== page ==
MALDI-TOF analysis of native cactin samples revealed the presence of two major components of 11,304.87 and 5,652.83 Da (Figure 2A). The heavier component was defined as the intact cactin polypeptide, while the lighter one corresponded to its double charged form. Two minor components were also detected in the same experiment, but they showed poor resolution and not very accurate molecular masses around 7.6 and 3.6 kDa. Initially these components were considered to be sample contamination. Mass determination of the reduced cactin samples showed a series of four major peaks displaying the following mass values: 11,304.78 Da; 7,635.48 Da; 5,652.50 Da, and 3,677.33 Da (Figure 2B). The 11.304-kDa and 5.652-kDa peaks showed mass values very close to those found in the first experiment with the intact sample of cactin, indicating that minor quantities of cactin were not reduced by DTT in this experiment. The two new components (7,635.48 Da and 3,677.33 Da) shown in Figure 2B represent strong evidence that cactin is not a single polypeptide chain, but in fact, should be considered to be a heterodimer linked by disulfide bonds. Moreover, the resulting mass value obtained by the addition of the masses of the two new components is eight mass units higher (11,312.81 Da) than the one found for native cactin (11,304.87 Da). These findings suggest that four disulfide bonds must have been reduced and eight hydrogen atoms incorporated into the molecule. The two low resolution peaks detected in the first experiment now are interpreted as possible dissociation and/or cleavage products of the native protein yielding the two polypeptide chains of cactin. This might have occurred somewhere during sample manipulation procedures.


Figure 2 - A, MALDI-TOF mass spectrum of native cactin. B, MALDI-TOF mass spectrum of cactin after reduction with DTT.

[View larger version of this image (43 K GIF file)]


The molecular mass calculated from the SDS-PAGE experiments was 9.5 kDa, while MALDI-TOF analysis indicated a molecular mass of 11.3 kDa for the native cactin. This discrepancy between the molecular mass values obtained from SDS-PAGE and MALDI-TOF data probably arises from the anomalous electrophoretic behavior which is commonly presented by basic, low molecular weight proteins. Polyclonal antibodies were raised against purified cactin and the purified antibodies were highly monospecific. These antibodies were used to show that cactin is mobilized during germination, whereas after 12 days of germination it could no longer be detected (Figure 1C).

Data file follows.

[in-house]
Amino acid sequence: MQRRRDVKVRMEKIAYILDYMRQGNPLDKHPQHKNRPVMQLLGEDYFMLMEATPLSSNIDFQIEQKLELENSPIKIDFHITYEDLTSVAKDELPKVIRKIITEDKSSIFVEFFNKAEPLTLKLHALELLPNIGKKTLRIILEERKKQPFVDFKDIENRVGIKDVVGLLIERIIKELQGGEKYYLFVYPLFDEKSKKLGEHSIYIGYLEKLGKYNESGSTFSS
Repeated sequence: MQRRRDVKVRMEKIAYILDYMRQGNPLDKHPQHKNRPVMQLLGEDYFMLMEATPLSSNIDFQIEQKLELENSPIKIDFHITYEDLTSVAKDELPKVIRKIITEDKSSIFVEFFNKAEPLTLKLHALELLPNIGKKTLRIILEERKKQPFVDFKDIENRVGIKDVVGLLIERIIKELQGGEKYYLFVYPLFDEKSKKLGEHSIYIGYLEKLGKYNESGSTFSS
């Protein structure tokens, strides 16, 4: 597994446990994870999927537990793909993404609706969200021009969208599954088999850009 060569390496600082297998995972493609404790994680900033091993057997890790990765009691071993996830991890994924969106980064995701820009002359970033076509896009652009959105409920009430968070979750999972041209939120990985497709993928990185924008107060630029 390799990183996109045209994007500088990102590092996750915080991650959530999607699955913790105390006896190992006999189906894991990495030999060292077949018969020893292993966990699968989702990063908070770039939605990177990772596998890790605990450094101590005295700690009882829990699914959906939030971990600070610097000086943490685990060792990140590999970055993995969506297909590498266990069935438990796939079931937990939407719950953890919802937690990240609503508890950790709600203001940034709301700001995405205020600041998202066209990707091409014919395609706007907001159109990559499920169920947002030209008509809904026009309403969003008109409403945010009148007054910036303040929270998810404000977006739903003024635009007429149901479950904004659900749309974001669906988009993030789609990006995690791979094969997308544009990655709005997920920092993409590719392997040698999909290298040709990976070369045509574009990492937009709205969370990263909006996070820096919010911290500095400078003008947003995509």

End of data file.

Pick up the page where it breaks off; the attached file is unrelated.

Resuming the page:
The production of large amounts of the small and large polypeptide chains was made possible by reduction and carboxymethylation of the purified protein and fractionation of the reaction mixture on a Superdex Peptide HR 10/30 column. This yielded two protein peaks corresponding to the large chain (peak 1, Figure 3) and small chain (peak 2, Figure 3) and two peaks at the end of the run, corresponding to the low molecular weight components of the reduction and carboxymethylation reaction mixture. The amino acid compositions of the native protein and of its large and small chains were determined by Pico Tag technology (Table 1). The overall amino acid composition of cactin resembles closely that of the 2S seed reserve protein from the Brazil nut (Bertholletia excelsa, Lecythidaceae), a protein remarkable for its high content of methionine (2). Another property that cactin shares with proteins belonging to the 2S seed storage protein family is its high content of amino acids with a high nitrogen to carbon ratio (Arg, Gln and Asn) which are particularly suited for storage of nitrogen (11). The presence of two polypeptide chains kept together by disulfide bridges is another property that cactin shares with the Brazil nut seed reserve protein and with many members of the 2S seed storage protein family.


Figure 3 - Fractionation of the reduction and carboxymethylation reaction mixture of cactin on a Superdex Peptide HR 10/30 column. 1 and 2, Protein peaks corresponding to large and small chains, respectively.

[View larger version of this image (5 K GIF file)]


The 2S albumins have only become recognized as a major group of seed storage proteins over the last decade (12). These proteins are widely distributed in the seeds of dicots and have been most widely studied in the Cruciferae, notably oil-seed rape and Arabidopsis (12). The presence of two disulfide-linked polypeptide chains has been demonstrated in a number of 2S albumins, although some 2S albumins such as those from sunflower (13), prickly-pear (10) and pea (14) have a single polypeptide chain. We are currently exploring the possibilities of using cactin as a molecular marker in the taxonomy of the Cactaceae. Our preliminary results indicate that proteins cross-reacting with cactin antibodies are present in all species of the three subfamilies of the Cactaceae (Cactoideae, Opuntioideae and Pereskioideae) that we have analyzed (data not shown).